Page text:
A study carried out by the University of Granada (UGR) warns of the need to unify existing plans for clinical waste management in the different autonomous communities to improve recycling and waste disposal. There is currently no specific state-wide regulation, just a framework law that the Spanish Ministry of the Environment and Rural and Marine Affairs (MARM) is planning to reform.
“We carried out a comparison of the clinical waste management regulations and plans in place in the autonomous communities in 2008 to see if there were any differences. We observed distinctions that even affected the classification of waste, making it difficult to obtain global data on, for example, what different types of waste are generated in the clinical sector”, explains Montserrat Zamorano, UGR researcher and co-author of the study, to SINC.
In Spain there is no specific legislation relating to clinical waste, hence its management is regulated by Law 10/98 on waste, as well as by specific regulations based on its classification, as is the case for hazardous and radioactive waste, among other types.
“Thirteen of the autonomous communities studied, however, have approved regulations or plans to regulate the management of this type of waste, some prior to the approval of Law 10/98, with the aim of guaranteeing environmental health and protection”, highlights Zamorano.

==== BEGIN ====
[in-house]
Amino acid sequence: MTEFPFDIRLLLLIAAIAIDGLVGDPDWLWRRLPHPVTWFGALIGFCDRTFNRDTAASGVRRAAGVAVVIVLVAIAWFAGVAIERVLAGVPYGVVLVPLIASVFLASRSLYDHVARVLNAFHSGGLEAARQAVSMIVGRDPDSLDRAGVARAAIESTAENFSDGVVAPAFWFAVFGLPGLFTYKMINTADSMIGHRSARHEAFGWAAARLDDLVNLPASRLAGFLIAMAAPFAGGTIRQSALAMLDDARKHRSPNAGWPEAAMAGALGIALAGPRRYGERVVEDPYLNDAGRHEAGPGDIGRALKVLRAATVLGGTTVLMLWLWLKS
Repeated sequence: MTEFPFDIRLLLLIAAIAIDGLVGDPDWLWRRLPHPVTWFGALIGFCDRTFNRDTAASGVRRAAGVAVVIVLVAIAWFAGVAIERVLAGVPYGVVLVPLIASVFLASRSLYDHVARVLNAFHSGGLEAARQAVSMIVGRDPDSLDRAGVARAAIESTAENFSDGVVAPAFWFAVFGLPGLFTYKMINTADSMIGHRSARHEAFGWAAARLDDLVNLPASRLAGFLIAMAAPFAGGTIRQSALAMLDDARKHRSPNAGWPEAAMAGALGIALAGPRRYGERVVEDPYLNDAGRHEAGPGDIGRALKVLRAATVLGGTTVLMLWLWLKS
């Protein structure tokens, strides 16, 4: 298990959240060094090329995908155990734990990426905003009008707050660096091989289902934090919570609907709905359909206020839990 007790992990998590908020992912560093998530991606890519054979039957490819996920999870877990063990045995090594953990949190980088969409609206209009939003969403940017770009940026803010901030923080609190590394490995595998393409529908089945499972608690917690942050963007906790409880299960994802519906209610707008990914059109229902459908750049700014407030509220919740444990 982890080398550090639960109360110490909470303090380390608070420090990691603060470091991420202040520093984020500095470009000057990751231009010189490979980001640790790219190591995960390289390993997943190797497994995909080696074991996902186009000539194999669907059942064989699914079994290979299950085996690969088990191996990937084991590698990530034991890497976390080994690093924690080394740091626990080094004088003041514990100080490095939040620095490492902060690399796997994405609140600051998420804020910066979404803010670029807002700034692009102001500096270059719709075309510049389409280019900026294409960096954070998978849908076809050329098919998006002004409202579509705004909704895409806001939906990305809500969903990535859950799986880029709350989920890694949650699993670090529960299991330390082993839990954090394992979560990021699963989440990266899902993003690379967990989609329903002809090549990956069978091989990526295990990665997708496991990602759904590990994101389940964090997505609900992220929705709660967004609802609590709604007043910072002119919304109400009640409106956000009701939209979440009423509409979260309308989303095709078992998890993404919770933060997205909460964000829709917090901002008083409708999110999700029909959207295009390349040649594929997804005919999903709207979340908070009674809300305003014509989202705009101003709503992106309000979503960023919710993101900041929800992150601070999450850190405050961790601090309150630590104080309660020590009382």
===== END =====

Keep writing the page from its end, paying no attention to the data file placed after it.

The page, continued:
The study analyses the differences and similarities between the ways in which waste is defined and classified, as well as the basic principles established for the distinct stages of its management. “When it comes to managing waste, problems may arise in communities where no reference standard exists, whereby health centres within the same province manage their waste differently if there is no agreement in place”, points out the expert.
If it is not classified correctly, it is not recycled
Scientists found differences in the definition of the term ‘clinical waste’, in the classification of this type of waste, as well as in criteria prescribed for the presentation, collection, storage and treatment of the established categories. “Furthermore, at the time of the study, it was observed that some of the standards prior to the approval of Law 10/98 had not been adapted to the basic principles of management established therein.
“Neither is the practice of reduction, reuse, recycling and appraisal, as opposed to incineration and dumping, widespread; and consequently, owing to the excessive use of single-use material, the rate of generation of this type of waste has increased significantly”, indicates the researcher.
According to the experts the differences observed, as well as the practices in place, could have implications both environmentally and economically in the management of this waste. “This situation could be avoided with the approval of some general management criteria on a national level”, concludes the expert.
Clinical waste is generated from activities carried out in centres for the treatment, diagnosis or immunisation of humans or animals, as well as in centres where compounds are produced from live organisms and their products. It is generated from medical activities or from research in hospitals, clinics and pharmaceutical laboratories.
Although a part of this waste could be considered similar to urban waste, much of it is potentially hazardous, fundamentally, given the presence of chemical substances and pathogens.
E. Insa, M. Zamorano, R. López, ‘Critical review of medical waste legislation in Spain’ Resources, Conservation and Recycling 54: 1048 -1059, 2010. doi:10.1016/j.resconrec.2010.06.005.